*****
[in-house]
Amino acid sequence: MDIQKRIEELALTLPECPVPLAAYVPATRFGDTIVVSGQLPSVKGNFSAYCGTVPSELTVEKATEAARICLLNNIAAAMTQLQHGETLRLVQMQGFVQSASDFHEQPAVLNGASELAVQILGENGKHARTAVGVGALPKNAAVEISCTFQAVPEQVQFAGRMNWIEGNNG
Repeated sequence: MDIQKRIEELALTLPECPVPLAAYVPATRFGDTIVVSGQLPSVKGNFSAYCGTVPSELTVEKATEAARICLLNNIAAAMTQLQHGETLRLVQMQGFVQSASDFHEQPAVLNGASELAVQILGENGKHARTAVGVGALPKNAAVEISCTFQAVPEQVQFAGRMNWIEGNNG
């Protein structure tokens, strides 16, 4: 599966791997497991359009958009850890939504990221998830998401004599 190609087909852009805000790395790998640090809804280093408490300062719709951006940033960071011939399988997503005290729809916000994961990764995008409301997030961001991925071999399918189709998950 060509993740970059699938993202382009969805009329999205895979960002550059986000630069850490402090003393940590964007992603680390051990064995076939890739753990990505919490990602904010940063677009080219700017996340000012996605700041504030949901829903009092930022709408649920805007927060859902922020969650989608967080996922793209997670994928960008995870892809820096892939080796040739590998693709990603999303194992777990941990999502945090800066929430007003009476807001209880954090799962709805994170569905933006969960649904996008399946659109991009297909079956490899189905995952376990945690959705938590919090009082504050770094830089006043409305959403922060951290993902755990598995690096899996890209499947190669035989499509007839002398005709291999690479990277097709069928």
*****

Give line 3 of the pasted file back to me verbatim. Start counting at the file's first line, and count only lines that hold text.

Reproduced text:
Repeated sequence: MDIQKRIEELALTLPECPVPLAAYVPATRFGDTIVVSGQLPSVKGNFSAYCGTVPSELTVEKATEAARICLLNNIAAAMTQLQHGETLRLVQMQGFVQSASDFHEQPAVLNGASELAVQILGENGKHARTAVGVGALPKNAAVEISCTFQAVPEQVQFAGRMNWIEGNNG